“Cyber threats are by essence a global phenomenon. The cross-border nature of cyber-threats require a high degree of alignment of national strategies – regulatory and supervisory requirements and expectations.”
On 26 April 2018, Chief Policy Officer Sebastien de Brouwer, participated at the 13th ASEM-EU 2018 Finance Ministers meeting in Sofia, Bulgaria. The meeting brought together the finance ministers from Europe and Asia to discuss issues of mutual interest. The ministers covered a number of topics, notably the current economic situation, digital taxation and addressing the risks and vulnerabilities of the financial system such as cyber security.
Vladislav Goranov, Finance Minister Bulgaria
Valdis Dombrovskis, Vice-President of the European Commission
Ueli Maurer, Federal Councillor, Head of Federal Department Switzerland
Vincenzo la Via, DG Treasury, Ministry of Finance, Italy
Wolfgang Schmidt, Secretary of State, Germany
Addressing new and emerging risks in the financial system
Let me first thank the Bulgarian Presidency for its hospitality, as well as for inviting the private sector to participate in this major meeting. It fits very well with one of the main messages I would like to convey today, meaning the importance of a true, proactive and deep public-private partnership in the area of cybersecurity.
I will not report on any figures today. What is important, is to understand that cyber-attacks are growing in number, size and sophistication.
While we believe that the financial sector is better prepared than other sectors, trust and security being at the very heart of the financial services, it is also one of the sectors most under attack. Not only this is where the money is, but banks also hold large volumes of information about their customers. In addition, nation-states and hacktivists are also targeting the financial sector for political and ideological leverage.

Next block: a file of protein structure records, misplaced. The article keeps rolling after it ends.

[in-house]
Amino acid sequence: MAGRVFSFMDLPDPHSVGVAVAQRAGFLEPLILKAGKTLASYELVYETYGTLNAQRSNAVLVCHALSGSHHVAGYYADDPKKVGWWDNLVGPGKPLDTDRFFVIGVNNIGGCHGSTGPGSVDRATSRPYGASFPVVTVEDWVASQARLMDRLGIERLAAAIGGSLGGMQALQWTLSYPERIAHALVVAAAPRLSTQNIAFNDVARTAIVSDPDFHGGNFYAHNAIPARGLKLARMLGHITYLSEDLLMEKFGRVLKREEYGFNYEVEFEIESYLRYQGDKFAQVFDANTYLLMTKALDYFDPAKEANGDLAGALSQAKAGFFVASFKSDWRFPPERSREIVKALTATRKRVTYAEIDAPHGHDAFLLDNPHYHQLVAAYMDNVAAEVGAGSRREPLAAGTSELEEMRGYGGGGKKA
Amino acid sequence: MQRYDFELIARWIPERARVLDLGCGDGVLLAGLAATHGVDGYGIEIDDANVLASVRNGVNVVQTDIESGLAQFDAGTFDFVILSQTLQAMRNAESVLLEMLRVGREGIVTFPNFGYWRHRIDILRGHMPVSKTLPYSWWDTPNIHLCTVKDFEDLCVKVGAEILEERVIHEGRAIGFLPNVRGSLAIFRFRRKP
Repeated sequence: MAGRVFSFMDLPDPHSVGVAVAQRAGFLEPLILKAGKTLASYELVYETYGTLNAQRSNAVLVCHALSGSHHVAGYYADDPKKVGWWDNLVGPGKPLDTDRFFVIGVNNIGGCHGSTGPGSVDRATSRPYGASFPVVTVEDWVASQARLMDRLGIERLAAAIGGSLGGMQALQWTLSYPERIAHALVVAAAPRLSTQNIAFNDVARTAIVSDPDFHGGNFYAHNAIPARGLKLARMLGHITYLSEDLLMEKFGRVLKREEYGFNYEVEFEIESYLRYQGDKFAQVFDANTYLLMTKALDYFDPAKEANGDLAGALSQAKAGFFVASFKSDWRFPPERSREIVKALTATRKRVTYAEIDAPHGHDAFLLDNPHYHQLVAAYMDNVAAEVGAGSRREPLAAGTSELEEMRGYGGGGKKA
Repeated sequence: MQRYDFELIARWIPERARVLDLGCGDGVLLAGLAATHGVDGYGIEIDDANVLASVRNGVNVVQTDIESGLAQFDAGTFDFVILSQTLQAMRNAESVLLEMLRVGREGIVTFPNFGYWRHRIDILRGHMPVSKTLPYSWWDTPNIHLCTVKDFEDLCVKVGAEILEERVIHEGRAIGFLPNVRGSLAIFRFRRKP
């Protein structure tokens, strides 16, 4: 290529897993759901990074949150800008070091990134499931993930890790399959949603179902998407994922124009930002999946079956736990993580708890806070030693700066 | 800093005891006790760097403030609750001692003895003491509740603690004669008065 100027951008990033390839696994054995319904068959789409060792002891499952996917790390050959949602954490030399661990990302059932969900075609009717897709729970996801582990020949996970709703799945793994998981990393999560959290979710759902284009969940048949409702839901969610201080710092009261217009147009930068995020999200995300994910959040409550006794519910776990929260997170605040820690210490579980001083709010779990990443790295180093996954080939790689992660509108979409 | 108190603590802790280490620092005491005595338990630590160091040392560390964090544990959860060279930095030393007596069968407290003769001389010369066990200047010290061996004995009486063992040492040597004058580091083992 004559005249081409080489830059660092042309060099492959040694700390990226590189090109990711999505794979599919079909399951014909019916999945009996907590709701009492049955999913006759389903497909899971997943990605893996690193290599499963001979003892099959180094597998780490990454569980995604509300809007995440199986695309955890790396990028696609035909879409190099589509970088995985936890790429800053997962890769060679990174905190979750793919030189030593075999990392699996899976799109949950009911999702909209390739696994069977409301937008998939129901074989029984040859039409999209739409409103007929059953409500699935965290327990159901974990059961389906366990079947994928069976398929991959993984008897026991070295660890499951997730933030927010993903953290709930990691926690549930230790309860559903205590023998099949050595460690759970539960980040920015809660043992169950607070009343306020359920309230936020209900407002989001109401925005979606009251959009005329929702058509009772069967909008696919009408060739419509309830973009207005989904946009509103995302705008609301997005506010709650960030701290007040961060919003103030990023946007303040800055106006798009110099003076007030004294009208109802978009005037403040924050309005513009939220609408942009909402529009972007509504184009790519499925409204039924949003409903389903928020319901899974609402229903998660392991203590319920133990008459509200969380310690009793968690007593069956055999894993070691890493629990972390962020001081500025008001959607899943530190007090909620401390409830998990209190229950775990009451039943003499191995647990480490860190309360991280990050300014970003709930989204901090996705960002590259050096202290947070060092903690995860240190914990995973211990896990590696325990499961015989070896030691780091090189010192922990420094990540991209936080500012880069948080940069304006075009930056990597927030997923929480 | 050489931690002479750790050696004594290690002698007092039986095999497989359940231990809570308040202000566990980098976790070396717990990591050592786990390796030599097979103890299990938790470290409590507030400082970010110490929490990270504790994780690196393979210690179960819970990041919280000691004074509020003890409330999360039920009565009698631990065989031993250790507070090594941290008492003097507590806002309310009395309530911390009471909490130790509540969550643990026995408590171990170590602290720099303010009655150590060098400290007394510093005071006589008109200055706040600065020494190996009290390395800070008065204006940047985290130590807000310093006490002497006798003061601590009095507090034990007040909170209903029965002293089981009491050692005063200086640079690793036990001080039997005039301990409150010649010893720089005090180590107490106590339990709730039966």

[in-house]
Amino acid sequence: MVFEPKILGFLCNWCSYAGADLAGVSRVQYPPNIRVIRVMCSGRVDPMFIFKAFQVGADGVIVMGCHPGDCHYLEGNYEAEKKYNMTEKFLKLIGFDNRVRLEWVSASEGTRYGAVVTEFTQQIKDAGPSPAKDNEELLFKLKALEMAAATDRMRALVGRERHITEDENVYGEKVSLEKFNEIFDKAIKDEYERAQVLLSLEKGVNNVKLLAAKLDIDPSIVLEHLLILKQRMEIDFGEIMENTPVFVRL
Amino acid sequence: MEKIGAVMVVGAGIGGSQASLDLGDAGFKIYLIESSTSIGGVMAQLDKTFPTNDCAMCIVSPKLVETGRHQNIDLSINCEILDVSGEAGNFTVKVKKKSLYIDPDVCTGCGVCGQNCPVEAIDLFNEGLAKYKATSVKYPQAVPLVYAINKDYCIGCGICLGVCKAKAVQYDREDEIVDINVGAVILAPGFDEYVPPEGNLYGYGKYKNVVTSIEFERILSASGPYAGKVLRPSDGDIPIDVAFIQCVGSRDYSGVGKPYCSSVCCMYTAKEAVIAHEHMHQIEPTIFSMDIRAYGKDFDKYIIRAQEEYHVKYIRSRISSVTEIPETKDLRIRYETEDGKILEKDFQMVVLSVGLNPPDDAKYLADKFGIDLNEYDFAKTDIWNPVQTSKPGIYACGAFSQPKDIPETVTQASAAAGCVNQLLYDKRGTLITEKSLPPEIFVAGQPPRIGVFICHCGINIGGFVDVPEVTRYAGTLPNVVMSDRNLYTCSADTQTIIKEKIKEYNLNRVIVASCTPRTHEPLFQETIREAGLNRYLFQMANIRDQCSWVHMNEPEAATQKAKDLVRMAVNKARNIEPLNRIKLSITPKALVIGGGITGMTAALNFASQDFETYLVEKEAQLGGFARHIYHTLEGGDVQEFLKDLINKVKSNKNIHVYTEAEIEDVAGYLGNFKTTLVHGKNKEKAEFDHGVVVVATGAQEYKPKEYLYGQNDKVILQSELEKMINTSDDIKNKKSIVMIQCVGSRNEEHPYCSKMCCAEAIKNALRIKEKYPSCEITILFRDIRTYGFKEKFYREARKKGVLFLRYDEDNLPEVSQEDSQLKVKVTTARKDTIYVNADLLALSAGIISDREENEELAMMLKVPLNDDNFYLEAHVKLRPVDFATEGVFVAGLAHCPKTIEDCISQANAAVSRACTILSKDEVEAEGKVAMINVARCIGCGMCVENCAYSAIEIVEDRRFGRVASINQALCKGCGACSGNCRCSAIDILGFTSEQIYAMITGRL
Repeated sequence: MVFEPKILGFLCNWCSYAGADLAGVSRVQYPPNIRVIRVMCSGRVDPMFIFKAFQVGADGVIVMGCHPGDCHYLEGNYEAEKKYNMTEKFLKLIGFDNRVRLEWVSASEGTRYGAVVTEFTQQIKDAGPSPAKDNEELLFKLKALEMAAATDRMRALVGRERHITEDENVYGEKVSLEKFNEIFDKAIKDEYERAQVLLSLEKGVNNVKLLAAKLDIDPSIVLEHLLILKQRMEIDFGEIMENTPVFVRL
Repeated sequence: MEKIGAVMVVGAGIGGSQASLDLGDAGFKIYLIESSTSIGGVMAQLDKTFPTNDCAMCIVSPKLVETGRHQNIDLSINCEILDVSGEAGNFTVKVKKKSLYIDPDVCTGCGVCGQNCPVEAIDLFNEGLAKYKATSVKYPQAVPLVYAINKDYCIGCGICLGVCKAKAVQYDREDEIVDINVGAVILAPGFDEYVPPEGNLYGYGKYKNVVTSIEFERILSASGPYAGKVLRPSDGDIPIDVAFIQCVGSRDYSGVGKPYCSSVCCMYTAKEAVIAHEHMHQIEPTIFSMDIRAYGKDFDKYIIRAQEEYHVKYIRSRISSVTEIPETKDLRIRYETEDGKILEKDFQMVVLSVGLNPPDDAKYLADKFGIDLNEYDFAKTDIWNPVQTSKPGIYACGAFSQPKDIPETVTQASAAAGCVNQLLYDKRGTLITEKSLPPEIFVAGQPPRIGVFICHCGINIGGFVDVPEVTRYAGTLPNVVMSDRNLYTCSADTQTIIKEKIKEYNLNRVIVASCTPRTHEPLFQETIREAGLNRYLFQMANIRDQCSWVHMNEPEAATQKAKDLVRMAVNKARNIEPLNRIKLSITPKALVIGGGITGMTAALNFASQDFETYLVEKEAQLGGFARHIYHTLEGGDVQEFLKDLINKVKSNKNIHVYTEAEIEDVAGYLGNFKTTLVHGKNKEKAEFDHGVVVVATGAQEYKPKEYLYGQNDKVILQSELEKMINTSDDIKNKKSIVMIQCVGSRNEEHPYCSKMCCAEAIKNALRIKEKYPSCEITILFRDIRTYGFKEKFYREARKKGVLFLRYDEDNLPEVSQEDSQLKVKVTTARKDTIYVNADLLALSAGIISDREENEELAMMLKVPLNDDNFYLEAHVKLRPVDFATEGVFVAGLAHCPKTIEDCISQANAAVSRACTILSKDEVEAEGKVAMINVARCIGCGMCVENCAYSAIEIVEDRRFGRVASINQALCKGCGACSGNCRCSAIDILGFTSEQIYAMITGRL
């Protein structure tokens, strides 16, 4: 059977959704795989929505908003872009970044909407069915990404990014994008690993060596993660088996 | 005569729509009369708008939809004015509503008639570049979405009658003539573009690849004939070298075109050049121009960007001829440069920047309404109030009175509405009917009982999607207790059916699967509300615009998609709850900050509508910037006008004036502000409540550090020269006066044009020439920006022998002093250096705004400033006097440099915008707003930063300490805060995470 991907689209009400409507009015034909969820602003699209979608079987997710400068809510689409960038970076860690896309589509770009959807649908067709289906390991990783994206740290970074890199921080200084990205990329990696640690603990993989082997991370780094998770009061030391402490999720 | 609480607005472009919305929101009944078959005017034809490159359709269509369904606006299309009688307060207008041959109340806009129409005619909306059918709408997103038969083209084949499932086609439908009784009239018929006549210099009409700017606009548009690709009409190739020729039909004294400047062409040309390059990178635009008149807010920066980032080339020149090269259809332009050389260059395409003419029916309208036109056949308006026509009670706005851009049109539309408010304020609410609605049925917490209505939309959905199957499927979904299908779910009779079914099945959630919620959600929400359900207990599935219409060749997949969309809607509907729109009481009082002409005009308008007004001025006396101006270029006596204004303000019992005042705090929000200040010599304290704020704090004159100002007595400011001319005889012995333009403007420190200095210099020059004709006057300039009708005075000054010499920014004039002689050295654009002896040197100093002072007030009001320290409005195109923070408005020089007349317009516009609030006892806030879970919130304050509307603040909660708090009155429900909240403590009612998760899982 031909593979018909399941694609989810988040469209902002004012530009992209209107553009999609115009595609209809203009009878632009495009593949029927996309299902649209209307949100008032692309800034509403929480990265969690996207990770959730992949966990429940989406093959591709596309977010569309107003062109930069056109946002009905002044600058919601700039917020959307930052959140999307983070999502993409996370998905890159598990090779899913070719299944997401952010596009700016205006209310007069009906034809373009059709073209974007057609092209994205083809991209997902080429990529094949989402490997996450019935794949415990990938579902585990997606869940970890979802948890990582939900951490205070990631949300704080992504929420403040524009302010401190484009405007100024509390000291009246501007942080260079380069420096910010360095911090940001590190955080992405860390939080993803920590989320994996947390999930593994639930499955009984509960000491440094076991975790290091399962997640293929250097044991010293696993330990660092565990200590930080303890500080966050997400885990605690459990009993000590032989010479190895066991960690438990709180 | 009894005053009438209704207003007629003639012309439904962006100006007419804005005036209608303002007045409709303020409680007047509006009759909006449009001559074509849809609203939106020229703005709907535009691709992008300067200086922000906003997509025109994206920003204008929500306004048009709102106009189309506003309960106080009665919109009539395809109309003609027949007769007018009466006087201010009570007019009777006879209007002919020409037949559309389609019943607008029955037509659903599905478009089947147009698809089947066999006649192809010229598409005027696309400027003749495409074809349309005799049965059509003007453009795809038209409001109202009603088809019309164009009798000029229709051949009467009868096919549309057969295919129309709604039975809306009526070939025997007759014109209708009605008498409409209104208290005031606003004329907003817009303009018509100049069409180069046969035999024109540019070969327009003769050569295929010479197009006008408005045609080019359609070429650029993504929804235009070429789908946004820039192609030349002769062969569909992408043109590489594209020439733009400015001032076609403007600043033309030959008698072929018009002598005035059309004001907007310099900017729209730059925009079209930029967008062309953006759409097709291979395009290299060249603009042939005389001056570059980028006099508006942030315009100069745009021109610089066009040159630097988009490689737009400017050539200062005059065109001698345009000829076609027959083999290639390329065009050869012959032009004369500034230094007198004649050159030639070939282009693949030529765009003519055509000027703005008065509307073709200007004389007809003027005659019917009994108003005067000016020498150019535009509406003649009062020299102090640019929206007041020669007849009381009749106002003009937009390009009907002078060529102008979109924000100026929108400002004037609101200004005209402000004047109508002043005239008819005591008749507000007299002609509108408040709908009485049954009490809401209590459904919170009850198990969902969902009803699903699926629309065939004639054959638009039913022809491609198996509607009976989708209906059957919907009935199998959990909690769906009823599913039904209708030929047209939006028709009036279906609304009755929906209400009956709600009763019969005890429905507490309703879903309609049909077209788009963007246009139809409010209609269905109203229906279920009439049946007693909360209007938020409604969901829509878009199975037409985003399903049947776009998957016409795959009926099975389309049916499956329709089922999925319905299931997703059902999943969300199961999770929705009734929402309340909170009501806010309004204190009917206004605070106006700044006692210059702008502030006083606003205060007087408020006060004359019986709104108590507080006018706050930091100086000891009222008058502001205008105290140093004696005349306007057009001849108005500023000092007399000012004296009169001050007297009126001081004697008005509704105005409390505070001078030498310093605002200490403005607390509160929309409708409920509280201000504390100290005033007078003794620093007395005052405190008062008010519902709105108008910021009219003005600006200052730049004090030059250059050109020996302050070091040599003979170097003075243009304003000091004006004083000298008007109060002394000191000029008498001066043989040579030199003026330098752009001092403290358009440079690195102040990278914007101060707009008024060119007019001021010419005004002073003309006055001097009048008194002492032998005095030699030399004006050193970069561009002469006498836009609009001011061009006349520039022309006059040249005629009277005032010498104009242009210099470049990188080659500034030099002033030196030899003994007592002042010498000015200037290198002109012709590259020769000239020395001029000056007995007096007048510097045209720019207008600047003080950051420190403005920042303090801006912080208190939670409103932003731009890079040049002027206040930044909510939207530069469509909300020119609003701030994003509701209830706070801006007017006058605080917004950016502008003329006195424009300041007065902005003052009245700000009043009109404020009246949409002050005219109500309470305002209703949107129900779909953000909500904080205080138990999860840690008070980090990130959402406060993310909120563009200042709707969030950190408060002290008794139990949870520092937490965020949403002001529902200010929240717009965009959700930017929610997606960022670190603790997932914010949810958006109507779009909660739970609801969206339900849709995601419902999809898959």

The on-going digital transformation not only creates new opportunities and agility for businesses, it also significantly raises cybersecurity risks and threat levels. The increasing use of digital technologies such as the cloud, mobile, IoT and artificial intelligence in ever more areas of business and society, and the growing interconnectivity between economic actors create greater challenges on the level of security, compliance and data protection.
Bank systems’ multiple points of contact with outside parties may result in significant vulnerability to cyber-attacks and could be used as entry points for attacks targeting other parts of the financial system. The advent of open banking (as brought about by PSD2), is set to disrupt the entire financial services’ industry in terms of innovation and competition but is also creating huge new challenges in terms of cybersecurity. Opening the financial system to thousands of Fintech solutions, through API may thus trigger a new wave of cybercrime or open up new attack vectors. Exposing large quantities of personal consumer data could increase the risk of cyber-attacks, hacking and identify-theft. In view of this, we cannot be complaisant with security requirements in this context.
Last, but not least, cyber threats are by essence cross-border and of an evolving nature. The cross-border nature of cyber-threats require a high degree of alignment of national strategies – regulatory and supervisory requirements and expectations.
Strengthening cyber resilience with the tools at our disposal
Although it is, of course, the prime responsibility of the banking system and banks individually to increase cyber-resilience and protect themselves against cyberattacks, we believe we all have a shared responsibility in safeguarding the resilience and integrity of systems and the trust of citizens and consumers.